Context. Current theories and models attempt to explain star formation globally, from core scales to giant molecular cloud scales. A multi-scale observational characterisation of an entire molecular complex is necessary to constrain them. We investigate star formation in G202.3+2.5, a ̃10 × 3 pc sub-region of the Monoceros OB1 cloud with a complex morphology that harbours interconnected filamentary structures.
Aims: We aim to connect the evolution of cores and filaments in G202.3+2.5 with the global evolution of the cloud and to identify the engines of the cloud dynamics.
Methods: In this first paper, the star formation activity is evaluated by surveying the distributions of dense cores and protostars and their evolutionary state, as characterised using both infrared observations from the Herschel and WISE telescopes and molecular line observations with the IRAM 30 m telescope.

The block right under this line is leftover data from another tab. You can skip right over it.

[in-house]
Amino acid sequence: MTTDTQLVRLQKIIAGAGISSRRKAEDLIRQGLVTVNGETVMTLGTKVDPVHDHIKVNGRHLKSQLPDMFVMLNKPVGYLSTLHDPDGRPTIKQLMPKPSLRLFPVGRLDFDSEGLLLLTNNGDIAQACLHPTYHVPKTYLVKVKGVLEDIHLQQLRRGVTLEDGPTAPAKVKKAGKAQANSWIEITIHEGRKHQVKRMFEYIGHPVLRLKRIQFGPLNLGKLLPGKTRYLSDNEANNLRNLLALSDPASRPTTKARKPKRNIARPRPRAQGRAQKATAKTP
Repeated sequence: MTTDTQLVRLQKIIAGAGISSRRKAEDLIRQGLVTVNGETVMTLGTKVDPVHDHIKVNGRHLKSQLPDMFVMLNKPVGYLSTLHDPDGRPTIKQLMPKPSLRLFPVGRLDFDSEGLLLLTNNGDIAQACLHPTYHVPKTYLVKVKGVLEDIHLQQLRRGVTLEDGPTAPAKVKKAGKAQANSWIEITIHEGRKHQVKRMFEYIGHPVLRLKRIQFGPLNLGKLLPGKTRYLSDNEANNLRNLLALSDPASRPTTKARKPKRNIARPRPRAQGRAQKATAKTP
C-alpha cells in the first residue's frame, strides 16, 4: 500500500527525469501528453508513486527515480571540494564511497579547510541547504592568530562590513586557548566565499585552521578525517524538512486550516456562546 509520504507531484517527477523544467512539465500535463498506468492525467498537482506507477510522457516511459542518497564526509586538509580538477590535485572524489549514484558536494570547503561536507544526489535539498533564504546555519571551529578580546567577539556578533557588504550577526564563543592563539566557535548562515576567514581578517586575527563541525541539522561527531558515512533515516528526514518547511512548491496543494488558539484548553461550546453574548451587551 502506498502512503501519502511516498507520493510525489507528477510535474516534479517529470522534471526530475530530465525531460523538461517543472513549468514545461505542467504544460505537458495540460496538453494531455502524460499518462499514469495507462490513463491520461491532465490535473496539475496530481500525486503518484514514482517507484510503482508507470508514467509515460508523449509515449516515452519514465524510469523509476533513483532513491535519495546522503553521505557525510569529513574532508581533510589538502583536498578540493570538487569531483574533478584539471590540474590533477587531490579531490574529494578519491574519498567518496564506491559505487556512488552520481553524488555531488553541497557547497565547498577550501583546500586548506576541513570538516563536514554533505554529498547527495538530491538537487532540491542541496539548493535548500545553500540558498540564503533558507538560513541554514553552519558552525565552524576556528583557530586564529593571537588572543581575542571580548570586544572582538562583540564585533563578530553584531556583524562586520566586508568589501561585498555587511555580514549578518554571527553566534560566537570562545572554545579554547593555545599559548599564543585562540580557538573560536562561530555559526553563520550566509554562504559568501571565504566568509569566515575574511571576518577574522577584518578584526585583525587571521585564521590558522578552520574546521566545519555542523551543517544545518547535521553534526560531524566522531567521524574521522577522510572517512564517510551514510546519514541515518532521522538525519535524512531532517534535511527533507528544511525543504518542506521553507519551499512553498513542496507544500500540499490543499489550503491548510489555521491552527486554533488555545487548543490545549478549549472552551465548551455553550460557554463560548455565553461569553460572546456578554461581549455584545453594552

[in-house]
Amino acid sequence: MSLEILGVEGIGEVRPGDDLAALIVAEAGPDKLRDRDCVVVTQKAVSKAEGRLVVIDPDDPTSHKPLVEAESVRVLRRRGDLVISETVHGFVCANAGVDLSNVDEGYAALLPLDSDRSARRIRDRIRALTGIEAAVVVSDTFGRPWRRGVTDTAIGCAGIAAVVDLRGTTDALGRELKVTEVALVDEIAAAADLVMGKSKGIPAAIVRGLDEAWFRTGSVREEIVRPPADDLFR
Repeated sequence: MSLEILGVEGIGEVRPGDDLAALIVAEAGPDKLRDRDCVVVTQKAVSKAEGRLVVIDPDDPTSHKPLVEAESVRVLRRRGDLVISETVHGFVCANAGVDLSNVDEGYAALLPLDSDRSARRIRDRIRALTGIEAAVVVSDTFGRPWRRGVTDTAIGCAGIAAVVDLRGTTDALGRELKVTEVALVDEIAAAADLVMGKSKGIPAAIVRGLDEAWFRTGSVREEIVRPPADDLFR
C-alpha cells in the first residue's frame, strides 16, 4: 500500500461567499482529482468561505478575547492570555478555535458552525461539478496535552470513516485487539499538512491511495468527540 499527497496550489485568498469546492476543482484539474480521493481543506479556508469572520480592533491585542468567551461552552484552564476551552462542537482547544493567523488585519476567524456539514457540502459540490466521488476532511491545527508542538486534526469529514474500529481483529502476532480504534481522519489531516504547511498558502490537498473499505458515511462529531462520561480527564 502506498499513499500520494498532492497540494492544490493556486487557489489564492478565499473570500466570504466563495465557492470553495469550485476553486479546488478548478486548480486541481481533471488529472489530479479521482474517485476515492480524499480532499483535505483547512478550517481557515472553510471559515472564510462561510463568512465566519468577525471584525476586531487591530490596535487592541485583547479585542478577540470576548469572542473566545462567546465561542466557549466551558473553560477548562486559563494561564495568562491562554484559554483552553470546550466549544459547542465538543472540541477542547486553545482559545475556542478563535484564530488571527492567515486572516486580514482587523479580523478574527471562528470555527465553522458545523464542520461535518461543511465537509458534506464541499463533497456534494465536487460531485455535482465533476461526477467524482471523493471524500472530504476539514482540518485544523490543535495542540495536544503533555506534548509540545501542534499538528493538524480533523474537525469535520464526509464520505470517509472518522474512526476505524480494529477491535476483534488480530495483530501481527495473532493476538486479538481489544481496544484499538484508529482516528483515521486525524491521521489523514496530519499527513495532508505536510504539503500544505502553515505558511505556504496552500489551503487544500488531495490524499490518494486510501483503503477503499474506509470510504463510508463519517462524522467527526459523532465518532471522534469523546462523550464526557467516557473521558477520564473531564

Results: We find ongoing star formation in the whole cloud, with a local peak in star formation activity around the centre of G202.3+2.5, where a chain of massive cores (10 - 50 M☉) forms a massive ridge (≳150 M☉). All evolutionary stages from starless cores to Class II protostars are found in G202.3+2.5, including a possibly starless and massive (52 M☉) core, which presents a high column density (8 × 1022 cm-2).
Conclusions: All the core-scale observables we examined point to an enhanced star formation activity that is centred on the junction between the three main branches of the ramified structure of G202.3+2.5. This suggests that the increased star formation activity results from the convergence of these branches. To further investigate the origin of this enhancement, it is now necessary to extend the analysis to larger scales in order to examine the relationship between cores, filaments, and their environment. We address these points through the analysis of the dynamics of G202.3+2.5 in a joint paper.